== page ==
In today’s highly capricious business environment, leaders have to be quick & innovative thinkers; always on their feet, and always open to change. Their leadership skills are constantly put to the test with many more unfamiliar & unseen situations. Hence, a skill like learning agility is regarded as such a necessity for business leaders today. But what is learning agility? Imagine finding yourself in a new & unfamiliar situation and not knowing what to do – but then figuring it out. That is the essence of learning agility.
A recent survey on leadership potential found that learning agility was the most frequently used criterion to measure leadership potential. According to the survey, 62% of the participants chose to learn agility as a skill over other important criteria such as intelligence, personality, and emotional intelligence. Furthermore, 56% of the companies had used learning agility to find candidates with high potential and 51% had used it to hire senior executives.
However, recent research reveals that learning agility can further be categorized into seven distinct categories. Categorizing them adds a new perspective and clarity in our understanding of these people known as learning agile. This research brings us to our next question; how does the knowledge of the different profiles of Learning Agiles help a company?
By understanding the specific strengths and weaknesses of professionals across each of the respective profiles, organizations can make more calculated decisions with regard to hiring new candidates. This knowledge can be further developed by an organization to optimize the use of their talent in the most efficient manner. The Korn Ferry institute broadly classifies the agile learning personalities into seven different profiles, namely:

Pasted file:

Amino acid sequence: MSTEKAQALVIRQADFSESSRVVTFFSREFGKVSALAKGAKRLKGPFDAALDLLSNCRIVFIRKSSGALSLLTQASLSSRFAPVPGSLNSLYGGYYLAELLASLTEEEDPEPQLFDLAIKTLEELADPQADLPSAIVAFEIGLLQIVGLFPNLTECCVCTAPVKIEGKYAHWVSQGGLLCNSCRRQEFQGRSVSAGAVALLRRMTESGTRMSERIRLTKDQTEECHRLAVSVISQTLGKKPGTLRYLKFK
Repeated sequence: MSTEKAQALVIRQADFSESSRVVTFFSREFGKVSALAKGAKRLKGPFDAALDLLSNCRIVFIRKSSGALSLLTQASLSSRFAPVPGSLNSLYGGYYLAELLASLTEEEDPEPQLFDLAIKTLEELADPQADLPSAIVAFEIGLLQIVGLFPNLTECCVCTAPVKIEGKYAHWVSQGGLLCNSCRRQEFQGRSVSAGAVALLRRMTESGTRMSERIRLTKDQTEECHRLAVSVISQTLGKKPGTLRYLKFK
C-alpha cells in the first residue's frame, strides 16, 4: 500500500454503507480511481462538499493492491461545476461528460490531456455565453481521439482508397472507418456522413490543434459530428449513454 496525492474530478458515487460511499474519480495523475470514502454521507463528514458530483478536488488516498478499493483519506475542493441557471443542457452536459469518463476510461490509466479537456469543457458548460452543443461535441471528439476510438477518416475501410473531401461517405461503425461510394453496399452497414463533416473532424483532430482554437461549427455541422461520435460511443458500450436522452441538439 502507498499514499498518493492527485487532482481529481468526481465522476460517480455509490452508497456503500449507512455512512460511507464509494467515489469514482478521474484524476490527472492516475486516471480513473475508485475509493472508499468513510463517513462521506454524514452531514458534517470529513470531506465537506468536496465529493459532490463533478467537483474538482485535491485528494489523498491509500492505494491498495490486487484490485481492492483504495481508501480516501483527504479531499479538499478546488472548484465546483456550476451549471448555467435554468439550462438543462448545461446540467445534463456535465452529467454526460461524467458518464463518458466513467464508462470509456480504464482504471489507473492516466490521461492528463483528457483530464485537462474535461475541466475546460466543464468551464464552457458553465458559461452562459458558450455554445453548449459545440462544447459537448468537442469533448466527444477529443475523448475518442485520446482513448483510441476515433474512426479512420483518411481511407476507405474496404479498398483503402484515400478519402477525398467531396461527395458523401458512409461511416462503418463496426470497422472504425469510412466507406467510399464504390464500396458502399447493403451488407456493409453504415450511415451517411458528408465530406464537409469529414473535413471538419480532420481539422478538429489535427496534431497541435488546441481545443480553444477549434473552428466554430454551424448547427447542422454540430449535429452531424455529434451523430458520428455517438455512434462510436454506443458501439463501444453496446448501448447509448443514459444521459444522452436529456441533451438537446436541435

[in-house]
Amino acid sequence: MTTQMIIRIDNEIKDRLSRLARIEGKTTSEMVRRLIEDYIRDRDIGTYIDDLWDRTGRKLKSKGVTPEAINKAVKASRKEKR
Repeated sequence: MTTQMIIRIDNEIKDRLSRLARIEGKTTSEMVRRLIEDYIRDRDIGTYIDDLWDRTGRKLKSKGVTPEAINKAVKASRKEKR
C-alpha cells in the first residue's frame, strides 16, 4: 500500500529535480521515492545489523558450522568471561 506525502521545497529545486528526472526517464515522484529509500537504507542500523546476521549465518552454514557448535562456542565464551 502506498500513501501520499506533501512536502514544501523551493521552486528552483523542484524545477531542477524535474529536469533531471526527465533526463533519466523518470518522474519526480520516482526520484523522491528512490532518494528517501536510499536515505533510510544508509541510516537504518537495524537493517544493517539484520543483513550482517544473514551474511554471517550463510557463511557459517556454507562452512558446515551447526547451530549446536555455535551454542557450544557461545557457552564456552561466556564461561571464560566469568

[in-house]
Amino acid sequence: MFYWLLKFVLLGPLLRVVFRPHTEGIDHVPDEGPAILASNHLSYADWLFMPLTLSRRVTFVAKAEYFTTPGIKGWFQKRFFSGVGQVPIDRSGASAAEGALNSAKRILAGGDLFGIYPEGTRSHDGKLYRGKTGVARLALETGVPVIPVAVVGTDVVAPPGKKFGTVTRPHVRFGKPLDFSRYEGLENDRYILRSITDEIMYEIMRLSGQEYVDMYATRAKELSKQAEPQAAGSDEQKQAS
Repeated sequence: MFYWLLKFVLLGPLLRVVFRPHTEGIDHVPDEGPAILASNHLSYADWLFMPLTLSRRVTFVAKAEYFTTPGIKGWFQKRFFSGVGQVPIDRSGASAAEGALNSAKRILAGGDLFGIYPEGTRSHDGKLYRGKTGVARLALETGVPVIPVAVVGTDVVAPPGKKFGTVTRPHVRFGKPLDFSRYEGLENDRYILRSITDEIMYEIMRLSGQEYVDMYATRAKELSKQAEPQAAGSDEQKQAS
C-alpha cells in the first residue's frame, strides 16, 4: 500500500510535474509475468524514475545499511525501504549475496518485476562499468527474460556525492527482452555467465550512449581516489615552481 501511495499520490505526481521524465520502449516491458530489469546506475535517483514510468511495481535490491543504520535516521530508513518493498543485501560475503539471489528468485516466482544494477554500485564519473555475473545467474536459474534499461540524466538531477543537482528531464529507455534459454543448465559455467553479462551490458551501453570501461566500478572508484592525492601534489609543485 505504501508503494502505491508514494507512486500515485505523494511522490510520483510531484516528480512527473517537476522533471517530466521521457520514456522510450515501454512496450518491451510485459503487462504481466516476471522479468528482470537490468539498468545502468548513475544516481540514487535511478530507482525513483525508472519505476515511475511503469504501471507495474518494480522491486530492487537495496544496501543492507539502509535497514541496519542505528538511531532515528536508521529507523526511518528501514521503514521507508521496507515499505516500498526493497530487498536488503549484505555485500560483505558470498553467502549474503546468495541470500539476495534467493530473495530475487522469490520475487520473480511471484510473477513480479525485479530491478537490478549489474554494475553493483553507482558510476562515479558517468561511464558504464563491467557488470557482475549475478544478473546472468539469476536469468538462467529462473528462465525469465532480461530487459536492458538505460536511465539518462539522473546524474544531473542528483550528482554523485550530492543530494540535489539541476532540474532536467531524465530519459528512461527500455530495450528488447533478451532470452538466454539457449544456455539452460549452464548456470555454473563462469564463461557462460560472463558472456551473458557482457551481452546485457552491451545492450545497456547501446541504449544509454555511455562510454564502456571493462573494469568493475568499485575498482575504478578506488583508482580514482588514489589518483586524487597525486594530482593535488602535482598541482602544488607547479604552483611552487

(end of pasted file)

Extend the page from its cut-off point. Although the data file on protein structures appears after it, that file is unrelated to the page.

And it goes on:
1. The Problem Solver
When faced with a challenging problem, they are the first to try and find a solution. They go about solving the problem by first understanding the intricacies, then leverage their experience, intuition, and work until they make a breakthrough.
2. Thought Leaders
They love a challenge as much as any of the other profiles, the only difference being that they work best from behind the scenes, instead of being in the spotlight.
They are direct, to the point, and will do whatever it takes to get results, even with limited resources at hand. They dare to set foot on uncharted territories with confidence, courage, and conviction. However, there are times where these learning agile should tone it down, keeping in mind their co-workers.
As the name suggests, personalities who fit in this category save the day with their sharp skill, and they do so with panache. They can diffuse tense circumstances with humor and charm and as a result, keep the overall mood positive in the workplace.
Compared to all the other categories of learning agile, individuals from this group struggle the most with undefined and new situations. Their specialty lies in implementing well-thought-out, structured improvements rather than making new innovative changes.
When circumstances are tense, and everyone is worked up, these are the people you rely on to ensure that everything turns out smoothly. With their cool and calm demeanor, they can adapt their personalities to fit any given situation and as a result, gain trust from others.
With their larger-than-life personality coupled with unconventional and quirky thinking, they can inspire people around them and ensure work gets done efficiently and smoothly.
Each learning agility profile comes with its fair share of strengths and weaknesses. While some job requirements seem specially curated for a specific group of learning agile, other job requirements can take them out of their comfort zone. It is finally up to the company on how they would like to allocate these professionals based on their profile.
If you’re looking for an accurate assessment tool that helps identify and assess a candidate’s learning agility, then this assessment from TalentLens is just what might interest you. Raven’s TM Advanced Progressive Matrices is a gold standard, highly trusted assessment that helps organizations measure learning agility, lateral thinking and other cognitive abilities required for performing in jobs that require solving problems and tasks without drawing on prior knowledge.